From the vantage point of 1932—at least a dozen years after the end of the Progressive Era in which he himself had played a part­—Walter Lippmann made a famous address on “The Scholar in a Troubled World” (given appropriately at Columbia, the home of American political science). Lippmann compared the restless thinking of modern life with the “greater capacity of the eighteenth-century thinkers [he specifies the authors of The Federalist]… to reach definite practical conclusions from their general principles... [U]pon a foundation of merely transient opinions derived from the impressions of the moment, undirected by any abiding conception of personal and social values, no influential political science can be constructed, and it may be, no enduring political state.”56

The reform movement began to revive about 60 years ago, again evincing idealism and high hopes, and again degenerating into demoralization. Our time’s animus toward representative democracy hearkens back to antagonism many Progressives bore for the founding institutions of the nation and those who fashioned them. The conscious or unconscious self-seeking of today’s middlemen derive justification for their lubricious techniques from their simpler Progressive Era predecessors.

To undo the damage, we need to recover the reasons for political life in a representative democracy. Rather than supplanting or “reforming” politicians, we need to accord them their proper role.


Bruce Chapman has had a long career in American politics and public policy at the city, state, national, and international levels. Elected to the Seattle City Council and as Washington State's Secretary of State, he also served in several leadership posts in the Reagan administration, including ambassador. In 1991, he founded the public policy think tank Discovery Institute, where he currently serves as Chairman of the Board and director of the Chapman Center on Citizen Leadership.

From Fame to Folly: The Origins of Demoralization is Chapter 12 of Politicians: The Worst Kind of People to Run the Government, Except for All the Others, published by Discovery Institute Press. Copyright 2018 by Discovery Institute. All rights reserved.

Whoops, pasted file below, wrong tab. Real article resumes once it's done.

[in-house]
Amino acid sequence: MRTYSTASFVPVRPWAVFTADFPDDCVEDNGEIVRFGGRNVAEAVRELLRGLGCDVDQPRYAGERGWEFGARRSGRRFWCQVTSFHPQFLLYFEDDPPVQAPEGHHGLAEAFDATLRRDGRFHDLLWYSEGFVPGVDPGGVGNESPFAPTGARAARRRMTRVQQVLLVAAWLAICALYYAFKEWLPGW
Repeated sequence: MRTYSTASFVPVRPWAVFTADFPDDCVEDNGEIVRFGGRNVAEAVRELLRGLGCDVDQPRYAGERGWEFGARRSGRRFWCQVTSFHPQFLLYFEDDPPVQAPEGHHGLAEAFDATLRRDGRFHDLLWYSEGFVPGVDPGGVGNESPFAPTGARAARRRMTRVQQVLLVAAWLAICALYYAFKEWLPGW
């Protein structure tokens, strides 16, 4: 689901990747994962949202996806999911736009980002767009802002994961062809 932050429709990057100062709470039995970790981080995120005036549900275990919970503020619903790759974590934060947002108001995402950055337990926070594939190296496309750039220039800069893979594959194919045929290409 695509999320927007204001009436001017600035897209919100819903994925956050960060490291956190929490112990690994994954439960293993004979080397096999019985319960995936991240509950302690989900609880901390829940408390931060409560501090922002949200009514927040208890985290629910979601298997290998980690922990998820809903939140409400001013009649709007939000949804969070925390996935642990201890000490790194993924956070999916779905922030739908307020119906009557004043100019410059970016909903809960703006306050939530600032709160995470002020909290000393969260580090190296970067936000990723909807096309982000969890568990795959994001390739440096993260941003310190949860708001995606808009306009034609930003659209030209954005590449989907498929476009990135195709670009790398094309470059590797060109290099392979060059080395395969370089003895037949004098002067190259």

Illustration: Stump Speaking (1853–54) by George Caleb Bingham at Saint Louis Art Museum.

A candidate leans forward to list his points before a crowd of rural citizens. Behind him sits his opponent, with tablet in hand, taking notes for his turn at the make-shift podium. The artist, George Caleb Bingham, was a Whig Party candidate for the Missouri State Legislature in 1846. Though Bingham won by three votes, the election was contested and given to his opponent, Erasmus Darwin Sappington, who is the speaker shown here.

Scholars have used Bingham's drawings to identify individuals in this work. The large, seated gentleman behind the speaker is Meredith Miles Marmaduke, part of the Democratic political machine. The gentleman in the white coat and top hat is state senator Clairborne Fox Jackson. Although these figures were recognizable to Missourians, Bingham intended this painting to celebrate the democratic election process more generally for a national audience.



1 The Federalist Papers (New York: New American Library, 1961), #51, p. 322.

2 Douglas Adair, Fame and the Founding Fathers (W.W. Norton, 1974), p. 7.

3 Edmund Burke, “Speech on American Taxation” (1774), in Edmund Burke, On the American Revolution: Selected Speeches and Letters, ed. Elliott Robert Barkan (New York: Harper and Row, 1966), p. 60; see also Adair, “Fame and the Founding Fathers,” p. 11.

4 David Hume, “Of Parties in General,” Essays: Moral, Political, and Literary (Indianapolis: Liberty Fund, 1987), pp. 54–63; Douglass Adair, “‘That Politics May Be Reduced to a Science’: David Hume, James Madison, and the Tenth Federalist,” in Fame and the Founding Fathers, pp. 93–106.

5 The exception, some might say, was the Civil War, which provides the example of Abraham Lincoln. Yet Lincoln himself, in his Address to the Young Men’s Lyceum of Springfield, Illinois (January 27, 1838)—titled “The Perpetuation of Our Political Institutions”—observed that the opportunity for fame diminished after the Founding. The answer to a loss of democratic élan, he indicated, was a “political religion” and the veneration of the Founding generation and the Constitution. See A. Lincoln, Speeches and Writings, Vo1.1 (New York: The Library of America, 1989), pp. 28–36). From the Greeks to Cicero and onward, the “preservation” of a state has been seen as almost equally worthy of fame as a founding, but not quite. At the end, even Lincoln does not eclipse Washington.

6 Harry V. Jaffa, The American Founding as the Best Regime: The Bonding of Civil and Religious Liberty (Claremont, CA: Claremont Institute), pp. 8–10.

7 Ibid., pp. 8–9.

8 John G. West, The Politics of Revelation and Reason: Religion and Civic Life in the New Nation (Lawrence, KS: University Press of Kansas, 1996), pp. 88-97.